In late September, foreign ministers of the Iran Six - Britain, France, Germany, China, the United States and Russia - set a November 30 deadline for Iran to halt its nuclear program, which many countries see as a cover for an atomic weapons program.
A British Foreign Office spokesman said nothing dramatic should be expected from the Friday meeting, and that discussions on this level would continue for several weeks. No negotiations between foreign ministers are expected yet, he said.
British Prime Minister Gordon Brown has already called for new sanctions against Tehran if it fails to comply, a position shared by France, the U.S., and Germany. Washington unilaterally imposed further sanctions against Iran last Thursday, which will affect a number of Iranian banks and two elite military units.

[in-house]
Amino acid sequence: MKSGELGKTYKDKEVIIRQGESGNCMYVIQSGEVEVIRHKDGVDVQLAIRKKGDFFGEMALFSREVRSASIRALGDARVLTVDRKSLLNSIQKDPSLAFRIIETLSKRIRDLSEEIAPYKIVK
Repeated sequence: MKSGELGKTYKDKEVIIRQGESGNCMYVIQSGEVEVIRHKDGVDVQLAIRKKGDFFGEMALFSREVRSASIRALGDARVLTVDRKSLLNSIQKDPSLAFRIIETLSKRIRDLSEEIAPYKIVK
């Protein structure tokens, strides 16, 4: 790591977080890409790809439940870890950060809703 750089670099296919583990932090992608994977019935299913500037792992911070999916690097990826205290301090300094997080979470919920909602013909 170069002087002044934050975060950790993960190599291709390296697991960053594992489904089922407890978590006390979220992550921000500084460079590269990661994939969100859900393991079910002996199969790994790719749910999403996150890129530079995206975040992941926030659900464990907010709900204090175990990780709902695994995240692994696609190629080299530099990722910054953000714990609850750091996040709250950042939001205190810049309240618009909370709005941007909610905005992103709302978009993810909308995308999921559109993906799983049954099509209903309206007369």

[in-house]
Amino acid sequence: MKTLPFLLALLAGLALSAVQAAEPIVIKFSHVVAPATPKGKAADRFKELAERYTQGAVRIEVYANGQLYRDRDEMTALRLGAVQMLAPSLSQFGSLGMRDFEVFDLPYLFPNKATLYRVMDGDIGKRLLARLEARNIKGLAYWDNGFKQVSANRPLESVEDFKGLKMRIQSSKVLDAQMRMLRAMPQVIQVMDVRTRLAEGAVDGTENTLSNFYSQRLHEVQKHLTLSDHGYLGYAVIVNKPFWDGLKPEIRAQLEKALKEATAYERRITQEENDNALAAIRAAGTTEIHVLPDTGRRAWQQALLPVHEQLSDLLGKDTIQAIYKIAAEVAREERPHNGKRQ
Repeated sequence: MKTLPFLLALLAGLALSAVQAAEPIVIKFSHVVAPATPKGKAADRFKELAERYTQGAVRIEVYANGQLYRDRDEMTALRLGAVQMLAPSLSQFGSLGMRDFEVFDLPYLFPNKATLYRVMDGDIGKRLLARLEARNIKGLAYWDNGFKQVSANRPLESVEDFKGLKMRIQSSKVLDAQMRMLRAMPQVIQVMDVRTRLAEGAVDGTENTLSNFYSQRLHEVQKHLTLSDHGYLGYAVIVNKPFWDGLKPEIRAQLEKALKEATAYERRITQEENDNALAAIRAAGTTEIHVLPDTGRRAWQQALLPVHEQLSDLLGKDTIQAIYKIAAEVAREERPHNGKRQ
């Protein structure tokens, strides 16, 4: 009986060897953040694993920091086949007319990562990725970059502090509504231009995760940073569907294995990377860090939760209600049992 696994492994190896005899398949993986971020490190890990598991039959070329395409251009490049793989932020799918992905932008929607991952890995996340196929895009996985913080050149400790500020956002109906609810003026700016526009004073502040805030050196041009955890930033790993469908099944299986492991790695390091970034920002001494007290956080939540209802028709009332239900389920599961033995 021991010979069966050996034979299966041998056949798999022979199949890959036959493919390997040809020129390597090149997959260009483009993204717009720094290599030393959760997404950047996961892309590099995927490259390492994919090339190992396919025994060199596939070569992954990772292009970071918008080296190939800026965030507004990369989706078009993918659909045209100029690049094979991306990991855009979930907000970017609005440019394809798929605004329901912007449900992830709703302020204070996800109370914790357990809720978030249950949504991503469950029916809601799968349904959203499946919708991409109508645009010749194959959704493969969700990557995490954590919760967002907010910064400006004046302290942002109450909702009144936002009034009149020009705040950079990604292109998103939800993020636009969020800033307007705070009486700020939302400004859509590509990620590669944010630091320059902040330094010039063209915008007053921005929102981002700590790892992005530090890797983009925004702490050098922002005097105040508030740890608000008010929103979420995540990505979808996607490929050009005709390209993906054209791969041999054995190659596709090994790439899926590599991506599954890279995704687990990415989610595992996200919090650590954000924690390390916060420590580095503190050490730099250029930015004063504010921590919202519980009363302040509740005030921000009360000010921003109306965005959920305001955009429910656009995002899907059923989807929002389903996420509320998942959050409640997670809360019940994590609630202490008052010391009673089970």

Russia, which is building a nuclear power plant in Iran under a $1-billion contract, has resisted any tough sanctions against the Islamic Republic, and flatly ruled out military action, insisting on diplomacy. Russian President Vladimir Putin said during a visit to Tehran last month that there was no evidence Iran was developing nuclear weapons.
At the meeting in London, Russia will be represented by Deputy Foreign Minister Sergei Kislyak, Britain by Mark Lyall Grant, director general of the political directorate in the Foreign and Commonwealth Office, France by Political Director Gerard Araud, and the U.S. by Nicholas Burns, under secretary for political affairs.